--- Chip King ---
     
  12. Barry C. Roach

    Barry C. Roach Well-Known Member

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    Polarized lenses for snow.
     
  13. maka

    maka Member

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    Last fall after 5yrs. I had to get new prescription glasses for every day use. Explained to 40yr. eye doc. that I shot trap and skeet. He said I should use Bronze tint polorized reflective coated lenses. I ask are you a clay shooter he said, "no". He stated he was in Reserves and was quite observant of things. To make a long story short. Wife pushed to get narrow small glasses like kids wear. I listened. Now with small bi-focals lenses following docs advice. No glare, sunny, snow, under night lites or driving. Just my experience. Good Luck!
     
  14. Shooting Sailor

    Shooting Sailor Well-Known Member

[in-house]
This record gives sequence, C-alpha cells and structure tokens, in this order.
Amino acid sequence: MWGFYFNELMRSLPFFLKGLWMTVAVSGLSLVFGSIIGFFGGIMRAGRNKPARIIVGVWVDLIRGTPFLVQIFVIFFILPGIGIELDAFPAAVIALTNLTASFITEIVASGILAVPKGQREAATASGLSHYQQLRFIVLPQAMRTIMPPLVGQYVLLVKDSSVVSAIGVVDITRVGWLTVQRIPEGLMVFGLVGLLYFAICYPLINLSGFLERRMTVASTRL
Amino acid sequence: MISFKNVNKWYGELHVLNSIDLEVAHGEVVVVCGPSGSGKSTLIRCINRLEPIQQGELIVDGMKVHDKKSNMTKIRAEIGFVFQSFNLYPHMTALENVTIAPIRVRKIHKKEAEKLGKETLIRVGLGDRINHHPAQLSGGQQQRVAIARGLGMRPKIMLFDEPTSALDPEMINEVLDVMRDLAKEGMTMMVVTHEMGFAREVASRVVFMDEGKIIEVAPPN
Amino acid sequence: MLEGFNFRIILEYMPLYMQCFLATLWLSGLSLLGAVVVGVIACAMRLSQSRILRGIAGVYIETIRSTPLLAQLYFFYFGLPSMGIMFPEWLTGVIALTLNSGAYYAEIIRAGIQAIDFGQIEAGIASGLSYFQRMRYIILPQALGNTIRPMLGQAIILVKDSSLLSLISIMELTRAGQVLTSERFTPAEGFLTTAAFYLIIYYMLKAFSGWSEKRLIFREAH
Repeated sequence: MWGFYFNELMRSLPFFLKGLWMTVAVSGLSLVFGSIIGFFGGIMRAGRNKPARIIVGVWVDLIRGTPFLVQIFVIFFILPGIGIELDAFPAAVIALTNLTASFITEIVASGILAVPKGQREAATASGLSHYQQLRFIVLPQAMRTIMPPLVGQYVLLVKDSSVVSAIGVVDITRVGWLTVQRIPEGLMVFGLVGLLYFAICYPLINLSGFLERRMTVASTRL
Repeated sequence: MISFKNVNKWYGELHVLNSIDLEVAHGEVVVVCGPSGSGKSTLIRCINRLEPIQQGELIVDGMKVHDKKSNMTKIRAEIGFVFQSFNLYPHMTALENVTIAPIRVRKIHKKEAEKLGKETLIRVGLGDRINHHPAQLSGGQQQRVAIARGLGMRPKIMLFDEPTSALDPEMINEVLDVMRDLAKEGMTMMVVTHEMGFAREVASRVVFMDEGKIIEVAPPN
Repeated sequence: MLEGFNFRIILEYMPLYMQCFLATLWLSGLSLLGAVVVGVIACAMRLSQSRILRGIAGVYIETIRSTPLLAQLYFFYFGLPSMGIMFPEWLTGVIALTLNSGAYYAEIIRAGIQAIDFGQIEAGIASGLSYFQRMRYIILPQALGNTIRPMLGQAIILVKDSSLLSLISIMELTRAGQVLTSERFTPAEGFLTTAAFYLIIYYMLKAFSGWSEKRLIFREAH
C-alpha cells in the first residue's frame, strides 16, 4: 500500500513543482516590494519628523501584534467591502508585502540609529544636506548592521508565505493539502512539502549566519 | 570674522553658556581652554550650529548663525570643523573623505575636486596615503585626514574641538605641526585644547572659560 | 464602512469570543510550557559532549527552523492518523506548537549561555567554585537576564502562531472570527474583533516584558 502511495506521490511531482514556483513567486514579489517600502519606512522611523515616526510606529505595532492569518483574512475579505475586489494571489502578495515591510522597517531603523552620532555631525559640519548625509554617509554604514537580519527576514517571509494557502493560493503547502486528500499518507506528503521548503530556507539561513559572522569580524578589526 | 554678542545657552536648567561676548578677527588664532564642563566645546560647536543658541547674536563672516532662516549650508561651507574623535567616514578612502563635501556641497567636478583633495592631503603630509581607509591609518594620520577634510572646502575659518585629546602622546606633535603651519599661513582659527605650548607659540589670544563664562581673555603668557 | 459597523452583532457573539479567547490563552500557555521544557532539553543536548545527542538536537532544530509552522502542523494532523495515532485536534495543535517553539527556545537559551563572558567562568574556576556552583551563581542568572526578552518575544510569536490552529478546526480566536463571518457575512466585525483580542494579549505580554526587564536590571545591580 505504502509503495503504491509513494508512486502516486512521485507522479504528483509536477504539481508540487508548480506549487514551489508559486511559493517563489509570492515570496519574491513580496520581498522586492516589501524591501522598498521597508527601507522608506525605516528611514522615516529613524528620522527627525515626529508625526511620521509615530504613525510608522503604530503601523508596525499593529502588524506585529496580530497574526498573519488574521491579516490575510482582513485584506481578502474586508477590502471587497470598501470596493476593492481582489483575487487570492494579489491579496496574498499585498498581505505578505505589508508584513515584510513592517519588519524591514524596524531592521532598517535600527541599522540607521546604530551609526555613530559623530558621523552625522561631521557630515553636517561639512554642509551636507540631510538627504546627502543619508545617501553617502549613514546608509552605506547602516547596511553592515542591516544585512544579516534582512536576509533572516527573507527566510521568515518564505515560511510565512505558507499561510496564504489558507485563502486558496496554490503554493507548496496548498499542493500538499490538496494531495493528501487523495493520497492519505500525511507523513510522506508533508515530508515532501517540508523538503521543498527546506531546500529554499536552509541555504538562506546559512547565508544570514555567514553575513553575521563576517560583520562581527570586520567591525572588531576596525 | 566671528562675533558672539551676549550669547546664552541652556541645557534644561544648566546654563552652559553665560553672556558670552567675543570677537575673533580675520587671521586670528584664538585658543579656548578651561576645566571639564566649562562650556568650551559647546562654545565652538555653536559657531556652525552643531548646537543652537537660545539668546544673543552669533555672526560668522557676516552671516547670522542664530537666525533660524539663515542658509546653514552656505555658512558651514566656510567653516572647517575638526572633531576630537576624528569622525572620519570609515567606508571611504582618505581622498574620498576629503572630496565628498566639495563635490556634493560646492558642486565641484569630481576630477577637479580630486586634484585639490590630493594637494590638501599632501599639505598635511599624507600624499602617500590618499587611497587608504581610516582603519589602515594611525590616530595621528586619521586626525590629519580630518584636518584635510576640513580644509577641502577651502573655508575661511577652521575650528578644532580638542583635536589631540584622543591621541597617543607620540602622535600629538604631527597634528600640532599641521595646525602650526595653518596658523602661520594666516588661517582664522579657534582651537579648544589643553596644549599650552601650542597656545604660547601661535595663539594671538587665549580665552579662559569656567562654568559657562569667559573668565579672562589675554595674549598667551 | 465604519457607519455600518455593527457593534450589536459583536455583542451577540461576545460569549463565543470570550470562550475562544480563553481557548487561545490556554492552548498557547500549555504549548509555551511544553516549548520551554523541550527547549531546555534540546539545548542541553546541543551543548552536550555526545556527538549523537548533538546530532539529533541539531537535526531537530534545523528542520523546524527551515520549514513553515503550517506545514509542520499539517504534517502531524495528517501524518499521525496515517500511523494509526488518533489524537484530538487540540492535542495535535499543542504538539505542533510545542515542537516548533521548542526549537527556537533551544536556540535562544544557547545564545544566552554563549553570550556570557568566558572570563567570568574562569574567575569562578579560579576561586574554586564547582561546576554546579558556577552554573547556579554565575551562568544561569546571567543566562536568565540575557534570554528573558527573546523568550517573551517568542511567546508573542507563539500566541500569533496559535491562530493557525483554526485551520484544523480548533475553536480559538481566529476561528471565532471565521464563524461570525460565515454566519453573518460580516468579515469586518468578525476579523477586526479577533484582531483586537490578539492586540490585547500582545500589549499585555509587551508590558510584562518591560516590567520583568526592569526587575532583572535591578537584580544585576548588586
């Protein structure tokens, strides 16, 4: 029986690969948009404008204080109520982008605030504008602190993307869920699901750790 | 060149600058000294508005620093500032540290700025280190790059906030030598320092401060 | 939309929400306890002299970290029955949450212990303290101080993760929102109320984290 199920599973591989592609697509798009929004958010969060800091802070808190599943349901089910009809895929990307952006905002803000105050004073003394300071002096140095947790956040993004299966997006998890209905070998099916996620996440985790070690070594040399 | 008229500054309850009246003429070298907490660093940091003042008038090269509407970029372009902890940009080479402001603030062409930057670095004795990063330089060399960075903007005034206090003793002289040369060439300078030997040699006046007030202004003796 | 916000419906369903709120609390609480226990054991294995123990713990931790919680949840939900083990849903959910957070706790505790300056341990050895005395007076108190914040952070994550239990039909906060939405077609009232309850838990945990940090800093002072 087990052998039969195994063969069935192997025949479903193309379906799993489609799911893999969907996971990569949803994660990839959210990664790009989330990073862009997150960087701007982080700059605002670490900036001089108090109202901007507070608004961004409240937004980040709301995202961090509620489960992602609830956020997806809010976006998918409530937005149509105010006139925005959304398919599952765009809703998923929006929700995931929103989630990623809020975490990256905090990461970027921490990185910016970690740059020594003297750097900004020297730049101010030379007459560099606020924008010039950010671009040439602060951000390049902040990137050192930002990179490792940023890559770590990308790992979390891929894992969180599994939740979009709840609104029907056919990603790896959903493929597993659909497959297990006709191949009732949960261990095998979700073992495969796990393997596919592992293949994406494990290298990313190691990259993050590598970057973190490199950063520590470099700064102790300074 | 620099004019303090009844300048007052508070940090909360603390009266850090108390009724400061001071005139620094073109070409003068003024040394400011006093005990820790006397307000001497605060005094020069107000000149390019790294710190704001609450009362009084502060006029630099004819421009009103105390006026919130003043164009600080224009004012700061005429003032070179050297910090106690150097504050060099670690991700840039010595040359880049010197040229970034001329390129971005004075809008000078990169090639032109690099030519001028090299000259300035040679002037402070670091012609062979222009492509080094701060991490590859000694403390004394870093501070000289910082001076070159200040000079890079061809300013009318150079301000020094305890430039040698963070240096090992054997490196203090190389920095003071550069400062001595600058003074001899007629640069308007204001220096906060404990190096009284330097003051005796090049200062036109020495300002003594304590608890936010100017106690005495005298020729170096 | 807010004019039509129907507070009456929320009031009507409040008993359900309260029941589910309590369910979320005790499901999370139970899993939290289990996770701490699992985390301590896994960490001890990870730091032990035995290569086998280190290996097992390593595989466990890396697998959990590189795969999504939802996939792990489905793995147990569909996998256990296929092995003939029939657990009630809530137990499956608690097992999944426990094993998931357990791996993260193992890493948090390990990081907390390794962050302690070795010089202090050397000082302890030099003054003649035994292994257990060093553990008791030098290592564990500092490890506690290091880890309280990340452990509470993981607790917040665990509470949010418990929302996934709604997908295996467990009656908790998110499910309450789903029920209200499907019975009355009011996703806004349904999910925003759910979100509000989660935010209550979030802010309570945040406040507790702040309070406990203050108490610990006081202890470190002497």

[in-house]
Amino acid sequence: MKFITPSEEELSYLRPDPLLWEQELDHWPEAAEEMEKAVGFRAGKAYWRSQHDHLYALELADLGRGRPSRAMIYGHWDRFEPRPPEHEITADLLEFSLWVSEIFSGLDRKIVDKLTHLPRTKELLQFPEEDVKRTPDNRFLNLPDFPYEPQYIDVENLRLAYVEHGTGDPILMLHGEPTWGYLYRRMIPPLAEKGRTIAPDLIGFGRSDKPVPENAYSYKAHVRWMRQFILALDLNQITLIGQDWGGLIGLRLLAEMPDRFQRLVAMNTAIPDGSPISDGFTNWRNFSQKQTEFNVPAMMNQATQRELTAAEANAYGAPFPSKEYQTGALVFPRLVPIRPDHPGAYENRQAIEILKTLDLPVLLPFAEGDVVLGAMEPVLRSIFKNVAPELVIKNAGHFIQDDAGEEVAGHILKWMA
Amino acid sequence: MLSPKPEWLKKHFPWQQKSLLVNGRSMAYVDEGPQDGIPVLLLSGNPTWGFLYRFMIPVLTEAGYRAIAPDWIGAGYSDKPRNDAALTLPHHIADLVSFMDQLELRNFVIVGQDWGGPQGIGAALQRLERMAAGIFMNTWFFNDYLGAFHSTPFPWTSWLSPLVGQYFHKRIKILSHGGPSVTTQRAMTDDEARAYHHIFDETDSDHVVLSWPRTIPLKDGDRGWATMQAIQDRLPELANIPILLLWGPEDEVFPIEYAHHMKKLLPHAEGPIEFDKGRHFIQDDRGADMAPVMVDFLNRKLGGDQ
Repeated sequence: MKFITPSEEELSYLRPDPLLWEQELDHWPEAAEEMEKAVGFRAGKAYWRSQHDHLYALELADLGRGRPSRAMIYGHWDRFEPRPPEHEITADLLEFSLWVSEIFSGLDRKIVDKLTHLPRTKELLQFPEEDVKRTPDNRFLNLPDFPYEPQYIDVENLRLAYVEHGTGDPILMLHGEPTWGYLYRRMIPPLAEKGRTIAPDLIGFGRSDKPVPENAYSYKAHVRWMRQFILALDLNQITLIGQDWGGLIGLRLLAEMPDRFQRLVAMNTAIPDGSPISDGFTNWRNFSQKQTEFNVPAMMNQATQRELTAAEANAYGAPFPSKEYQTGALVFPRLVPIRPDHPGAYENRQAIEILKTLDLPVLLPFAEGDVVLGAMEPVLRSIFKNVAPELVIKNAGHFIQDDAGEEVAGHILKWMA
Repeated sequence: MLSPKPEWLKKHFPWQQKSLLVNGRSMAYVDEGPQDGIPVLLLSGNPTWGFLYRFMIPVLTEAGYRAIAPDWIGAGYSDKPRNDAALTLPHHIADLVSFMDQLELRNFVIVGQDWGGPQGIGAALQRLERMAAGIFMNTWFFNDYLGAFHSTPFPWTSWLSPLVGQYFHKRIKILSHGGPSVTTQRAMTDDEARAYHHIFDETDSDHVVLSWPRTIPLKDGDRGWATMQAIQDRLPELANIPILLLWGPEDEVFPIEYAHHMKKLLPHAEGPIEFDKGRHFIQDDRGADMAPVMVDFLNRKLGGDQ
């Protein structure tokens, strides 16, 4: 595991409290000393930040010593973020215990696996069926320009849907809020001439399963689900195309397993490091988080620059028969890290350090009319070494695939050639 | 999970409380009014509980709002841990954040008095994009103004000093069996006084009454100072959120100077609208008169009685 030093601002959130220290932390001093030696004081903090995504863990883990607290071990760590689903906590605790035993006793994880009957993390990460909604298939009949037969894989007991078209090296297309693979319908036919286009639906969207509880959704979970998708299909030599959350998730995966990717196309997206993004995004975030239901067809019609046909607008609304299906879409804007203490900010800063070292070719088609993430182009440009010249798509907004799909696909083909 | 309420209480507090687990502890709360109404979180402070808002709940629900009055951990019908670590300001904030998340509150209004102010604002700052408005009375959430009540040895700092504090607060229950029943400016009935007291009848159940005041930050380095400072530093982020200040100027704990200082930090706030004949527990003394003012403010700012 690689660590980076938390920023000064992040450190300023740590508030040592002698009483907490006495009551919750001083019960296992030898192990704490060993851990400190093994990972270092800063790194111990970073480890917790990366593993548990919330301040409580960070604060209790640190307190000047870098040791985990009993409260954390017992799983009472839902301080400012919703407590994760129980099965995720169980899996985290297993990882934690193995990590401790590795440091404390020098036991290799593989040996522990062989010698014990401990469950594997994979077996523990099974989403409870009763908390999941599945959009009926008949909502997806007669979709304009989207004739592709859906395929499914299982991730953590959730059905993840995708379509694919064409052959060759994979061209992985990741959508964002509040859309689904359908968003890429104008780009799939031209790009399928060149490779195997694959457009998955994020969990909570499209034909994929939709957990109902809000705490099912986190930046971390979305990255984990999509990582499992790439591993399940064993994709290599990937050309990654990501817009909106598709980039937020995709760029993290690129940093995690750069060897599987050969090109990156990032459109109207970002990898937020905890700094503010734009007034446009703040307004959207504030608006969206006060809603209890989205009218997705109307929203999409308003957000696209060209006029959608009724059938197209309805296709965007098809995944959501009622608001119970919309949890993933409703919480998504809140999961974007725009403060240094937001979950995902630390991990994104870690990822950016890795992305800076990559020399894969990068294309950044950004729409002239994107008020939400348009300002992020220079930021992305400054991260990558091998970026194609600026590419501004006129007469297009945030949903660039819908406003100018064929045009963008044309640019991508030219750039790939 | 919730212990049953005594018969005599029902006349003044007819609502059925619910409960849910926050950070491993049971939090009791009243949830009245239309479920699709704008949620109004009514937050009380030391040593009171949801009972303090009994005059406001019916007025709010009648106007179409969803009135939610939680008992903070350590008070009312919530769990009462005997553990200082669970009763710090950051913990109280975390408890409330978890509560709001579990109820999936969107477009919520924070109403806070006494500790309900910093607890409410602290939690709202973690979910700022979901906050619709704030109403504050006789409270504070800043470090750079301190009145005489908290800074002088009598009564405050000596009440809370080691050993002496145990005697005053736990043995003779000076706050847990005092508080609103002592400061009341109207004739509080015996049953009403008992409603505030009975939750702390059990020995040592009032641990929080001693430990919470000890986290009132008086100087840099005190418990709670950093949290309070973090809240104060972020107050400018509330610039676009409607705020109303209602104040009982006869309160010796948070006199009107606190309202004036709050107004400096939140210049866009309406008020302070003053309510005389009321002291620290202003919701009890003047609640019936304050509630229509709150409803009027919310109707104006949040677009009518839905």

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    Polarisied lenses, for sure. It's up to you what color, but I use a dark green/gray lens. If it is a bright sunny day over snow, think about the reflected glare, as well. I found in my seagoing career that a huge amount of light came in the sides of my glasses, behind the lenses. Blinders on the temples of your glasses help, but what is really good is a set of polarised fishing glasses with thick temples with a polarised insert in the temple. You get the polarised blockage of the glare, but still have a full field of view with peripheral vision. Another thing to be aware of is the brim of your hat. A light colored brim will reflect light into your eyes, so a dark color is best.
     
  15. Stl Flyn

    Stl Flyn Well-Known Member

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    Steve,

    I have the same problems as you. I shot up in Hartford, north of you, this weekend in the sunlight and snowcover. If I looked out at the trap from the clubhouse with my regular glasses, my eyes were in pain. When I put on my Ranger RX Dark Purple lensed glasses it turned the brightness down to almost a grey look, but highlighted the target. Your eyes must be more sensitive to light than mine though. Jon
     
  16. senior smoke

    senior smoke Well-Known Member